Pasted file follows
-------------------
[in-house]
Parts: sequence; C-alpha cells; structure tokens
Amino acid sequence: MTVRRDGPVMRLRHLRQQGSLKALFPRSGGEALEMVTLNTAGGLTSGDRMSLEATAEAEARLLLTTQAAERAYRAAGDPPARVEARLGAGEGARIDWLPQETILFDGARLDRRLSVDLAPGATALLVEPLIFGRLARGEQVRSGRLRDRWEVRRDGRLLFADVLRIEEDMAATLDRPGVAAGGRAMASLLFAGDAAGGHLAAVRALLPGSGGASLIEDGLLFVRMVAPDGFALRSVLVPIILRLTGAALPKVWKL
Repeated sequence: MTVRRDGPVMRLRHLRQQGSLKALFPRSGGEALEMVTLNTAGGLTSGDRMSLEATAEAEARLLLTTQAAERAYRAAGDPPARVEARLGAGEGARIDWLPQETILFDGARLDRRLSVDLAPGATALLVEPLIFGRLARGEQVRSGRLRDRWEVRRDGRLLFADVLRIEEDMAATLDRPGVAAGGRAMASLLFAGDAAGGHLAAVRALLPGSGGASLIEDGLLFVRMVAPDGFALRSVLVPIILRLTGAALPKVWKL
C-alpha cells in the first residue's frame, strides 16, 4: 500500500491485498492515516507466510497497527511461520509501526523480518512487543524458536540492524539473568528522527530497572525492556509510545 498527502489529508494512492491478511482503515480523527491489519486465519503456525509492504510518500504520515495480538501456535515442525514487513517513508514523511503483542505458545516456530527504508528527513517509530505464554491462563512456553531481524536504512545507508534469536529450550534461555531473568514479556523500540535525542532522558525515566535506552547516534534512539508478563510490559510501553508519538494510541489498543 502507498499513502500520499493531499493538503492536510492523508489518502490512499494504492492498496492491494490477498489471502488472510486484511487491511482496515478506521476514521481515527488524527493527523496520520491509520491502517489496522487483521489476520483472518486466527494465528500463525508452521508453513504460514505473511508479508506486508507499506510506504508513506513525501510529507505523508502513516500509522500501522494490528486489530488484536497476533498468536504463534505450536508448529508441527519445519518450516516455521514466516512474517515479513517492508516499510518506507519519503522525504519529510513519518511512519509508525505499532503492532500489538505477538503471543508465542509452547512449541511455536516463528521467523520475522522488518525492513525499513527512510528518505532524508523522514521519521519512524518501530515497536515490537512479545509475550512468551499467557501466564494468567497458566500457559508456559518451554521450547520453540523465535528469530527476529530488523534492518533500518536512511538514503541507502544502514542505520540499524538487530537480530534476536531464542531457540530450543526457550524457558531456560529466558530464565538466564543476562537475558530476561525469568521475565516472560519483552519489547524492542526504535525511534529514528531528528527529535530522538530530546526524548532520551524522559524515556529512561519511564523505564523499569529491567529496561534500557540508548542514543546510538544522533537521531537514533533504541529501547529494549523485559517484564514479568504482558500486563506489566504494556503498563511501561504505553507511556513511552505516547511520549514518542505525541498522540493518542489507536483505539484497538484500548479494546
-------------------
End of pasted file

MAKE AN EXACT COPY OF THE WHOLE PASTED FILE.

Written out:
[in-house]
Parts: sequence; C-alpha cells; structure tokens
Amino acid sequence: MTVRRDGPVMRLRHLRQQGSLKALFPRSGGEALEMVTLNTAGGLTSGDRMSLEATAEAEARLLLTTQAAERAYRAAGDPPARVEARLGAGEGARIDWLPQETILFDGARLDRRLSVDLAPGATALLVEPLIFGRLARGEQVRSGRLRDRWEVRRDGRLLFADVLRIEEDMAATLDRPGVAAGGRAMASLLFAGDAAGGHLAAVRALLPGSGGASLIEDGLLFVRMVAPDGFALRSVLVPIILRLTGAALPKVWKL
Repeated sequence: MTVRRDGPVMRLRHLRQQGSLKALFPRSGGEALEMVTLNTAGGLTSGDRMSLEATAEAEARLLLTTQAAERAYRAAGDPPARVEARLGAGEGARIDWLPQETILFDGARLDRRLSVDLAPGATALLVEPLIFGRLARGEQVRSGRLRDRWEVRRDGRLLFADVLRIEEDMAATLDRPGVAAGGRAMASLLFAGDAAGGHLAAVRALLPGSGGASLIEDGLLFVRMVAPDGFALRSVLVPIILRLTGAALPKVWKL
C-alpha cells in the first residue's frame, strides 16, 4: 500500500491485498492515516507466510497497527511461520509501526523480518512487543524458536540492524539473568528522527530497572525492556509510545 498527502489529508494512492491478511482503515480523527491489519486465519503456525509492504510518500504520515495480538501456535515442525514487513517513508514523511503483542505458545516456530527504508528527513517509530505464554491462563512456553531481524536504512545507508534469536529450550534461555531473568514479556523500540535525542532522558525515566535506552547516534534512539508478563510490559510501553508519538494510541489498543 502507498499513502500520499493531499493538503492536510492523508489518502490512499494504492492498496492491494490477498489471502488472510486484511487491511482496515478506521476514521481515527488524527493527523496520520491509520491502517489496522487483521489476520483472518486466527494465528500463525508452521508453513504460514505473511508479508506486508507499506510506504508513506513525501510529507505523508502513516500509522500501522494490528486489530488484536497476533498468536504463534505450536508448529508441527519445519518450516516455521514466516512474517515479513517492508516499510518506507519519503522525504519529510513519518511512519509508525505499532503492532500489538505477538503471543508465542509452547512449541511455536516463528521467523520475522522488518525492513525499513527512510528518505532524508523522514521519521519512524518501530515497536515490537512479545509475550512468551499467557501466564494468567497458566500457559508456559518451554521450547520453540523465535528469530527476529530488523534492518533500518536512511538514503541507502544502514542505520540499524538487530537480530534476536531464542531457540530450543526457550524457558531456560529466558530464565538466564543476562537475558530476561525469568521475565516472560519483552519489547524492542526504535525511534529514528531528528527529535530522538530530546526524548532520551524522559524515556529512561519511564523505564523499569529491567529496561534500557540508548542514543546510538544522533537521531537514533533504541529501547529494549523485559517484564514479568504482558500486563506489566504494556503498563511501561504505553507511556513511552505516547511520549514518542505525541498522540493518542489507536483505539484497538484500548479494546